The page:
A Millions Lights (2014) overlooks Manhattan in the twilight just as the sky transitions into darkness and the city becomes full of millions of lights glistening across the horizon. Spence flew over the city in a helicopter to register this spectacular view of which she paints every detail imaginable. From every drop of water spraying on top of a skyscraper to the lights of buildings across the bridge into Brooklyn, to microscopic marks resembling figures in the windows, no event is left out of this magnificent cityscape.

Il Tempio (2013) is a tranquil view of the southern pond of Central Park. Rightfully so, the Italian title translates to The Temple in English. Although the title may be metaphorical it more directly alludes to the Asian style Rustic Shelter along the pond. The lush green colors paired with the azure sky generate a sense of peace in the hectic city that is depicted in the background. Peering over the horizon line are all the notorious buildings near Central Park South; The Solow, the IBM Building, the Sony Tower, and more. The skyline is beautifully reflected in the waters of the pond. These are all architectural gems of the New York’s most elegant metropolitan area of Midtown East. When focusing on the more serene section of the composition, one can notice a sole rower in the pond, just below the red and white truck. The scale of the city is emphasized by the presence of this minute figure. This is a very technically advanced painting for Spence. The skyline has been re-arranged by the artist to feature the architecture she found most harmonious to the composition.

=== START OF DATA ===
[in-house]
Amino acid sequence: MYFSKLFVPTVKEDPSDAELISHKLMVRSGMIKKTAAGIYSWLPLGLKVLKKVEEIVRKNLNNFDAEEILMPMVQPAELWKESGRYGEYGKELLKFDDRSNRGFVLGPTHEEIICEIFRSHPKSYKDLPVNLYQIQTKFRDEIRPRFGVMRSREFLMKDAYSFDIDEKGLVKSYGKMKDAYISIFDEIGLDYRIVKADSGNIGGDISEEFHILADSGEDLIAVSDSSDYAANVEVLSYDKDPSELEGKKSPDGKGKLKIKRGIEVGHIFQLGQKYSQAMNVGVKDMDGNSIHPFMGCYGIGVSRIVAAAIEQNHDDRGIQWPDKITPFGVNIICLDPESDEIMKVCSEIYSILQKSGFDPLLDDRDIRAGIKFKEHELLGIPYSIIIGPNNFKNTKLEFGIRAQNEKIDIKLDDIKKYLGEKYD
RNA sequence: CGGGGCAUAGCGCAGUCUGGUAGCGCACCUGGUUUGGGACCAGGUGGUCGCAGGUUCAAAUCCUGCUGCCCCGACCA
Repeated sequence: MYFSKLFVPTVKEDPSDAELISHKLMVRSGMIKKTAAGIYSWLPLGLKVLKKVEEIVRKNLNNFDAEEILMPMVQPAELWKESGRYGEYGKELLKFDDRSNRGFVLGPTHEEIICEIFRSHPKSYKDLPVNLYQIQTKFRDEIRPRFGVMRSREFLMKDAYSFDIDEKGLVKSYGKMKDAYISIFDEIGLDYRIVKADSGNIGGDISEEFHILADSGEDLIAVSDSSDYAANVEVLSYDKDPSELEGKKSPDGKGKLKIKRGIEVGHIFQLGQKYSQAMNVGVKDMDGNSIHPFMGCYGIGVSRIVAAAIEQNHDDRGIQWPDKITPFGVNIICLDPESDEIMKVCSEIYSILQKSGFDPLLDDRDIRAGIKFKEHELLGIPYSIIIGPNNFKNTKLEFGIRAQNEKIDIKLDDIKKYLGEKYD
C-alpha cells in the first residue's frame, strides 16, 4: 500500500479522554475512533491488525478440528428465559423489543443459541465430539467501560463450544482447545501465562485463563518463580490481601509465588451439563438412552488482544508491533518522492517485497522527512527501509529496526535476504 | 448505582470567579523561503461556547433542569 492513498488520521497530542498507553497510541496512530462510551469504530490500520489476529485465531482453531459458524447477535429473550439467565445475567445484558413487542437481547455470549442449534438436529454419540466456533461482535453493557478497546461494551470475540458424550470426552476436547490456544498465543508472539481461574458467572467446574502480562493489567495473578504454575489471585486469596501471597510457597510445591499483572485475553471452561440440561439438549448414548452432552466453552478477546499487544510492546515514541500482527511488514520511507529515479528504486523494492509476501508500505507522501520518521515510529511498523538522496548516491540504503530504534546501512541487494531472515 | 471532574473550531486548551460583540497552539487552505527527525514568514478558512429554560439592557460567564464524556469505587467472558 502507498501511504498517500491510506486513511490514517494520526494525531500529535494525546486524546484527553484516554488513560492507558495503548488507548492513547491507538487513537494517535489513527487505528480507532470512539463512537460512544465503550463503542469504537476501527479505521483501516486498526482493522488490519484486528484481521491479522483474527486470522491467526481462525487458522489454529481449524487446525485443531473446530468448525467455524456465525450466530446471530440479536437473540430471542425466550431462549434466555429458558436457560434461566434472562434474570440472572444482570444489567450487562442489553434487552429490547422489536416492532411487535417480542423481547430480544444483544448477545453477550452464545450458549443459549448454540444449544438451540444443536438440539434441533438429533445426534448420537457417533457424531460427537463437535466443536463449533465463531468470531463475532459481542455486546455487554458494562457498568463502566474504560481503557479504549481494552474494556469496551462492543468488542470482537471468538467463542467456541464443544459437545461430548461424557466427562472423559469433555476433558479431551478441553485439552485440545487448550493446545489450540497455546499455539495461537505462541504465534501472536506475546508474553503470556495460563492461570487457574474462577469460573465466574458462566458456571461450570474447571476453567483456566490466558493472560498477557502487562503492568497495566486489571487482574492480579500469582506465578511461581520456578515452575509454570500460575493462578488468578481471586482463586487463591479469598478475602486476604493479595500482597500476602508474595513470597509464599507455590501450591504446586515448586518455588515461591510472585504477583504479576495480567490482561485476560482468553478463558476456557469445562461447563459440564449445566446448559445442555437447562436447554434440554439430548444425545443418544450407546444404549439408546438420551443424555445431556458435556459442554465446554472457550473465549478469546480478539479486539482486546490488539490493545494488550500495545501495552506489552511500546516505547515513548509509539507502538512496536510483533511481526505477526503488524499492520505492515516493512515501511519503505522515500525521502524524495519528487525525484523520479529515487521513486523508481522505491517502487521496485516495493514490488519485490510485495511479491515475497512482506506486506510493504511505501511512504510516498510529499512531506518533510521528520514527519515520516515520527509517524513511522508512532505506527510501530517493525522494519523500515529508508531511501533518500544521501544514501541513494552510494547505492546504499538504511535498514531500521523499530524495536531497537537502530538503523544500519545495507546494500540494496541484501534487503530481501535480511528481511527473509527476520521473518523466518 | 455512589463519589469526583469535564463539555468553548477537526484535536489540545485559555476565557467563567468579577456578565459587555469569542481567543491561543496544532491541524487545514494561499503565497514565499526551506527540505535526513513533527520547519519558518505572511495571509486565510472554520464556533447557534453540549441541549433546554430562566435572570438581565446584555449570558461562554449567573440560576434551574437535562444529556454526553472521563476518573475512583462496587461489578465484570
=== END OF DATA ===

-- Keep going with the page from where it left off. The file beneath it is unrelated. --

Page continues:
Spence’s labor intensive technique is evident in this composition as the perspective is not skewed as in the works of first generation Photorealists such as Richard Estes. Spence expands on the use of the camera as she strikes out the flattened perspective and adds minute details to cultivate her unique views. The painting is indeed a window into the city capturing both its history and its contemporary zeitgeist. Spence’s flawlessly painted buildings are no doubt informed by her unconventional upbringing. Both her father and grandfather were well known architects and she is informed by the architectural landscape of the many European cities in which she has lived.

Roberto Bernardi and Raphaella Spence both live and work in Todi, Italy. Their paintings are featured in Louis K. Meisel’s fourth and final tome on Photorealism, entitled Photorealism in the Digital Age. Their work has been included in notable group exhibitions such as Photorealism Revisited (on view 2013-2014 at Oklahoma City Museum of Art, OK; Butler Institute of American Art, Youngstown, OH; Mana Contemporary, Jersey City, NJ) and 50 Years of Hyperrealism 1967 – 2012 (on view 2012 – 2015 at Kunsthalle Tuebingen, Tuebingen, Germany; Museo Thyssen-Bornemisza, Madrid, Spain; Saarlandmuseum, Saarbreuken, Germany; The Birmingham Gallery of Art, Birmingham, United Kingdom; Museum of Fine Arts, Bilbao, Spain; and more).

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Raphaella Spence and Roberto Bernardi exhibit at Bernarducci Meisel Gallery